Just a quarter of people in the UK (28 per cent) think that selling cigarettes in plain packaging would discourage younger people from taking up smoking, the stance that health organisations are currently taking to push the law in this territory. Only 25 per cent of smokers agree that plain packs would put children off trying cigarettes.
The findings from online polling company Usurv will be encouraging to tobacco manufacturers in the UK and elsewhere. They come the day after a landmark ruling was made in the Australian high court forcing companies to sell cigarettes in olive green packages, featuring graphic anti-smoking warnings.
Lawyers have said the case could serve to strengthen convictions in the plain packaging proposals the UK government is currently considering.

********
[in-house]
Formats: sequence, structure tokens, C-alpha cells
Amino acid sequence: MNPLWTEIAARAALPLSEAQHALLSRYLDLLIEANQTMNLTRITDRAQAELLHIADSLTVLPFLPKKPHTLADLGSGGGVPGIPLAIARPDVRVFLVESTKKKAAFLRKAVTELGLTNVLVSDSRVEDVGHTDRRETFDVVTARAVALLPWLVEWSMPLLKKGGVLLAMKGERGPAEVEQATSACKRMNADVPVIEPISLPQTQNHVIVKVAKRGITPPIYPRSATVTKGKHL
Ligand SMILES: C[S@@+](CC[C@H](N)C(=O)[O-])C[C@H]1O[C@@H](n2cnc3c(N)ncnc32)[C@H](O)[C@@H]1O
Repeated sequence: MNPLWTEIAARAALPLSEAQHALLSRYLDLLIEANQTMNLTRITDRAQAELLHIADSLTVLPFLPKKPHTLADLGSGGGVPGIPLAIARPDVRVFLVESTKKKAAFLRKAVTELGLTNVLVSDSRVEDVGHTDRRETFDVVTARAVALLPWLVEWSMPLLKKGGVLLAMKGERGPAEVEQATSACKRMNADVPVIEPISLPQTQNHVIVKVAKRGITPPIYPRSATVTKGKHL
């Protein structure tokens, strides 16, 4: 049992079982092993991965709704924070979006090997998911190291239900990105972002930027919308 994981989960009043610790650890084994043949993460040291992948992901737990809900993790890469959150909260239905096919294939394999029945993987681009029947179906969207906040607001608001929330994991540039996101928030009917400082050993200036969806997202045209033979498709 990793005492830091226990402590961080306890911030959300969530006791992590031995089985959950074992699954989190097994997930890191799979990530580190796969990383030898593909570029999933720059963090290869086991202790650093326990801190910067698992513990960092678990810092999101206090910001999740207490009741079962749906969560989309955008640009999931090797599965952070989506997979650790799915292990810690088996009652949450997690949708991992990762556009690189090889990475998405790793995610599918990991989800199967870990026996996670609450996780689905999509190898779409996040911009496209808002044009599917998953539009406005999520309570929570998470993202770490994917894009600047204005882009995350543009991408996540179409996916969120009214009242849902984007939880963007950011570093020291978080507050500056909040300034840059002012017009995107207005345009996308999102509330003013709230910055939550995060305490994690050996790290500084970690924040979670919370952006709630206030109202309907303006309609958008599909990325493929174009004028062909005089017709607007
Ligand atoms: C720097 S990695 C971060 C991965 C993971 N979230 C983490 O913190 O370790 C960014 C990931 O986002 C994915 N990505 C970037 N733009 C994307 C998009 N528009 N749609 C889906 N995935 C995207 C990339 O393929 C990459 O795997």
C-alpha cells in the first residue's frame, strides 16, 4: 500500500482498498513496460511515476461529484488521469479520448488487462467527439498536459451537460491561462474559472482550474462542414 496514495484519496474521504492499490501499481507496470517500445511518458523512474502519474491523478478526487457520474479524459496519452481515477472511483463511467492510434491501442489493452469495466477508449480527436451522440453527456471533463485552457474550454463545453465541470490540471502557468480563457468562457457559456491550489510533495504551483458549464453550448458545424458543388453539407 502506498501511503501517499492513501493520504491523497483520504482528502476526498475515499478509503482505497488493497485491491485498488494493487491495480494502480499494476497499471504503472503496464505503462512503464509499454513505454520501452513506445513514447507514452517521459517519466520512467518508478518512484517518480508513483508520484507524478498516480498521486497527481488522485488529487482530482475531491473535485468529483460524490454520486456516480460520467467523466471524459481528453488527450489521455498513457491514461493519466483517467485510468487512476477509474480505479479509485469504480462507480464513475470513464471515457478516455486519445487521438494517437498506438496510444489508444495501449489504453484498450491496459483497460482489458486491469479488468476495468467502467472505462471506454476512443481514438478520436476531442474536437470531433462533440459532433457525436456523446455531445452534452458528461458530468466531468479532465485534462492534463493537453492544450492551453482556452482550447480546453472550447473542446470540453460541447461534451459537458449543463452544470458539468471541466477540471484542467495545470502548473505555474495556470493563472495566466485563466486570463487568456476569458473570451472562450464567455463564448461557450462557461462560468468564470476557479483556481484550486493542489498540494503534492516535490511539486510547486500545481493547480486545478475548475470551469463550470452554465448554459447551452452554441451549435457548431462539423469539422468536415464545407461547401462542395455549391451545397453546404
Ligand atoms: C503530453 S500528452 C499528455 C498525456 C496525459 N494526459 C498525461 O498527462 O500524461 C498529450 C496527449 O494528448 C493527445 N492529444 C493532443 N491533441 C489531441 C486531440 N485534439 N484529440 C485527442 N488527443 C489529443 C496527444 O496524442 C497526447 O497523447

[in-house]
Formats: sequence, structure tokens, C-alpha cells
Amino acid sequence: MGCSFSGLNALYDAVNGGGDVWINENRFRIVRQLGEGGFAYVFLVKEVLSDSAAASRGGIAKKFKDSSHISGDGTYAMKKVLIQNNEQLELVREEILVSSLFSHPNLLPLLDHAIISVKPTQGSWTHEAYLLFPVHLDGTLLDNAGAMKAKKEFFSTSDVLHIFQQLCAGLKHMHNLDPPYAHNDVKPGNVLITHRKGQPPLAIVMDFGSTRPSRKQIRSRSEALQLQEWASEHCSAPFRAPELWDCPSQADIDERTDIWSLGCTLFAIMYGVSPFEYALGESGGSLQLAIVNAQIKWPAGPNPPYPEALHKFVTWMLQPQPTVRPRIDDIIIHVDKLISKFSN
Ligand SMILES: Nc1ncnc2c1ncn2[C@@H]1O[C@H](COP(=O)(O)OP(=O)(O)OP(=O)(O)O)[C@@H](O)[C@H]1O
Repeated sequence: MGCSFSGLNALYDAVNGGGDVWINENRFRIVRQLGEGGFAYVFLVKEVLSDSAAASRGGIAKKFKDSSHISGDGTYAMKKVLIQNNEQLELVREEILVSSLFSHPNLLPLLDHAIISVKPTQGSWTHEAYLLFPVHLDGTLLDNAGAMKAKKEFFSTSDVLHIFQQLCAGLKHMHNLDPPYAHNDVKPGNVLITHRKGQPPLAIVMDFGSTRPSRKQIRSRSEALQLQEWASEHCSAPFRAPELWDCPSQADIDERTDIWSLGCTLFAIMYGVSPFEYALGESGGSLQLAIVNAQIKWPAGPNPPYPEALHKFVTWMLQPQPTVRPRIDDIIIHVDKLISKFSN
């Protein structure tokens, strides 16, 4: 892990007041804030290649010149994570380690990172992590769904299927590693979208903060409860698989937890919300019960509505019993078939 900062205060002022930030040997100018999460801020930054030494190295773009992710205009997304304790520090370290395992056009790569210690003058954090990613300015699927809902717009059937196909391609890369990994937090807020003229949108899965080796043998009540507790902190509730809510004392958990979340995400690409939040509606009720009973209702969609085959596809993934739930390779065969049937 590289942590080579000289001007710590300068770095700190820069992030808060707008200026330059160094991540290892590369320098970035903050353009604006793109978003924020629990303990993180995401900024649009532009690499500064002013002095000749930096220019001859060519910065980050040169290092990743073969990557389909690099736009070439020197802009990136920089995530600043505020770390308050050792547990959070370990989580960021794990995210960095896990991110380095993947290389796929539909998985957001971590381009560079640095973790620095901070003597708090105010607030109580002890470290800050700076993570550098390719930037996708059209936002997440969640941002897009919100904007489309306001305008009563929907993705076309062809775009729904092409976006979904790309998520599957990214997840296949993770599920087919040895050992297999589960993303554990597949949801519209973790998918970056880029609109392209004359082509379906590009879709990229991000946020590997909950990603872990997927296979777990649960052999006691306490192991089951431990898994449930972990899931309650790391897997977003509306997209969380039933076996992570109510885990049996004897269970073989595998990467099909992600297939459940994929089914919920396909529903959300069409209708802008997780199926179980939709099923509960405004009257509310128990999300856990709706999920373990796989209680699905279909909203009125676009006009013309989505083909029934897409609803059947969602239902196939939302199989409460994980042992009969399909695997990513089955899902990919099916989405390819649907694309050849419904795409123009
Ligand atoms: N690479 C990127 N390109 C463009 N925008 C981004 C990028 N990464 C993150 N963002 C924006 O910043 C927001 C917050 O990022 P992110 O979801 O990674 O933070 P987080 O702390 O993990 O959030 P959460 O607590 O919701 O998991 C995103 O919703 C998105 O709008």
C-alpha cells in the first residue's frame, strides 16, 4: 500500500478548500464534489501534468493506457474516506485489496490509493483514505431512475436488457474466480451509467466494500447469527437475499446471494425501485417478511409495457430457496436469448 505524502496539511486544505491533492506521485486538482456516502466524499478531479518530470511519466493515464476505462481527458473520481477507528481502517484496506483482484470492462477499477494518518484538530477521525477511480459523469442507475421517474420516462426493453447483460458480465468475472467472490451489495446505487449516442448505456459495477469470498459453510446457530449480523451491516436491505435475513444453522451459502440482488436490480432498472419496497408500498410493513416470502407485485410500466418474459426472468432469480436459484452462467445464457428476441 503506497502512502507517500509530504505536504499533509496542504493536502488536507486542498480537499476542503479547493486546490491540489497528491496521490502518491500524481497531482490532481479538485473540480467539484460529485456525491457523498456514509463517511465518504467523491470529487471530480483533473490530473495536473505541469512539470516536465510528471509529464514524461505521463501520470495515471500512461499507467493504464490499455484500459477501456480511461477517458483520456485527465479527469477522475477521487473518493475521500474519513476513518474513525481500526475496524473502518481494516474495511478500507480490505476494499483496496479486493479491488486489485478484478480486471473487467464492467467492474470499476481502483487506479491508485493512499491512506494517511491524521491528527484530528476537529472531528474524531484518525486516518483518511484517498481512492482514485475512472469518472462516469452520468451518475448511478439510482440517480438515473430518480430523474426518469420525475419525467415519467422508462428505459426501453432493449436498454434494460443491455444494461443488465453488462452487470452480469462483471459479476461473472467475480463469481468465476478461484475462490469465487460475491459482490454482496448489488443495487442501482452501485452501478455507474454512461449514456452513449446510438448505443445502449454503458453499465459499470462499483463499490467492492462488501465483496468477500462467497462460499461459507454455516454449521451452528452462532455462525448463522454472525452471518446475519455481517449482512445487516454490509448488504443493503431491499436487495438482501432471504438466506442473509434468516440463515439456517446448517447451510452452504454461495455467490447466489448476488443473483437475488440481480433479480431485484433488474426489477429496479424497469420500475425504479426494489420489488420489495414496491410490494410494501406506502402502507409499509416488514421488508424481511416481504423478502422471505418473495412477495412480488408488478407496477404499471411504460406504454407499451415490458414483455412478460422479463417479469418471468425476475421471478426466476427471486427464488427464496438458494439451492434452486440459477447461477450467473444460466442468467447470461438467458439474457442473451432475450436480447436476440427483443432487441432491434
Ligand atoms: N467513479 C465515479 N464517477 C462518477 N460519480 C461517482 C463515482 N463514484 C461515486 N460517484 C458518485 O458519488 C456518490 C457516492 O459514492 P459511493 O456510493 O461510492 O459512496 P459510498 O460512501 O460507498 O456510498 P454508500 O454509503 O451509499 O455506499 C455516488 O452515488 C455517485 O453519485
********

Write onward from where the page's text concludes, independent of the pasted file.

More than eight in ten (85 per cent) of those polled said plain packaging would not serve to help current smokers quit, with just 12 per cent of smokers saying it would encourage them to give up the habit.
The majority of those surveyed (36 per cent) think that were a plain packaging rule introduced in the UK, this would only have a slight impact on tobacco companies’ profits. Just 14 per cent of people think it would have a “massive impact”, as some tobacco companies had feared.
Overall, less than half (46 per cent) of adults agree cigarettes should be sold in unbranded packets, with just a third (33 per cent) of young people aged between 18-to 29-years-old agreeing with the plain packaging law.
Usurv polled 1,000 people in the UK on 15 August, of which 36 per cent were smokers.
Guy Potter, director and market researcher at Usurv, says: “This is a hotly debated issue and our survey shows that the public is still divided with younger age groups less likely to support plans to outlaw branding on cigarettes.”